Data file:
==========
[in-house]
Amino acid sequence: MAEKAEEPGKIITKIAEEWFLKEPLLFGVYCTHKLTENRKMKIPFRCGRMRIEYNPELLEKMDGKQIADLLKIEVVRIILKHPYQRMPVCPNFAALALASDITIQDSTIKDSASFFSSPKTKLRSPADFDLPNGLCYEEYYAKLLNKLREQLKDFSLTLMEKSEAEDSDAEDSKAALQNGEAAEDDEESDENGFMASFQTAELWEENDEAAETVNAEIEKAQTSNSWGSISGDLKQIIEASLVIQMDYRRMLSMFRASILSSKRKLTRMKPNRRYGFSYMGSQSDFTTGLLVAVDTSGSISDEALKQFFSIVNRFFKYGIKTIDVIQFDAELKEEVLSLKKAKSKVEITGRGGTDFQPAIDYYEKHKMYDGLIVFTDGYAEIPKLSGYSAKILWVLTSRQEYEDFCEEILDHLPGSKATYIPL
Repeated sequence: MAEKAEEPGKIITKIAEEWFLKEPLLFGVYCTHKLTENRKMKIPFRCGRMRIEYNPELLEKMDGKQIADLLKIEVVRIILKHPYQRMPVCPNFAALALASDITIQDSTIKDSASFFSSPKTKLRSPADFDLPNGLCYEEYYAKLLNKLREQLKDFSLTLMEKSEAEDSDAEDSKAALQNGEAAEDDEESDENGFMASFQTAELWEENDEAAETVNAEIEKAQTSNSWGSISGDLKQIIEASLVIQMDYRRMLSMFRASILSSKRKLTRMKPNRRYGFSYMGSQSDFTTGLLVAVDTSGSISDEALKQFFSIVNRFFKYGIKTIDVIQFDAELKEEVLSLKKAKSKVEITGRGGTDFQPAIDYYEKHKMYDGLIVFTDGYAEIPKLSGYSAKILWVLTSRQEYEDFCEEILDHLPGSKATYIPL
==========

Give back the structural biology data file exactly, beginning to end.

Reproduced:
[in-house]
Amino acid sequence: MAEKAEEPGKIITKIAEEWFLKEPLLFGVYCTHKLTENRKMKIPFRCGRMRIEYNPELLEKMDGKQIADLLKIEVVRIILKHPYQRMPVCPNFAALALASDITIQDSTIKDSASFFSSPKTKLRSPADFDLPNGLCYEEYYAKLLNKLREQLKDFSLTLMEKSEAEDSDAEDSKAALQNGEAAEDDEESDENGFMASFQTAELWEENDEAAETVNAEIEKAQTSNSWGSISGDLKQIIEASLVIQMDYRRMLSMFRASILSSKRKLTRMKPNRRYGFSYMGSQSDFTTGLLVAVDTSGSISDEALKQFFSIVNRFFKYGIKTIDVIQFDAELKEEVLSLKKAKSKVEITGRGGTDFQPAIDYYEKHKMYDGLIVFTDGYAEIPKLSGYSAKILWVLTSRQEYEDFCEEILDHLPGSKATYIPL
Repeated sequence: MAEKAEEPGKIITKIAEEWFLKEPLLFGVYCTHKLTENRKMKIPFRCGRMRIEYNPELLEKMDGKQIADLLKIEVVRIILKHPYQRMPVCPNFAALALASDITIQDSTIKDSASFFSSPKTKLRSPADFDLPNGLCYEEYYAKLLNKLREQLKDFSLTLMEKSEAEDSDAEDSKAALQNGEAAEDDEESDENGFMASFQTAELWEENDEAAETVNAEIEKAQTSNSWGSISGDLKQIIEASLVIQMDYRRMLSMFRASILSSKRKLTRMKPNRRYGFSYMGSQSDFTTGLLVAVDTSGSISDEALKQFFSIVNRFFKYGIKTIDVIQFDAELKEEVLSLKKAKSKVEITGRGGTDFQPAIDYYEKHKMYDGLIVFTDGYAEIPKLSGYSAKILWVLTSRQEYEDFCEEILDHLPGSKATYIPL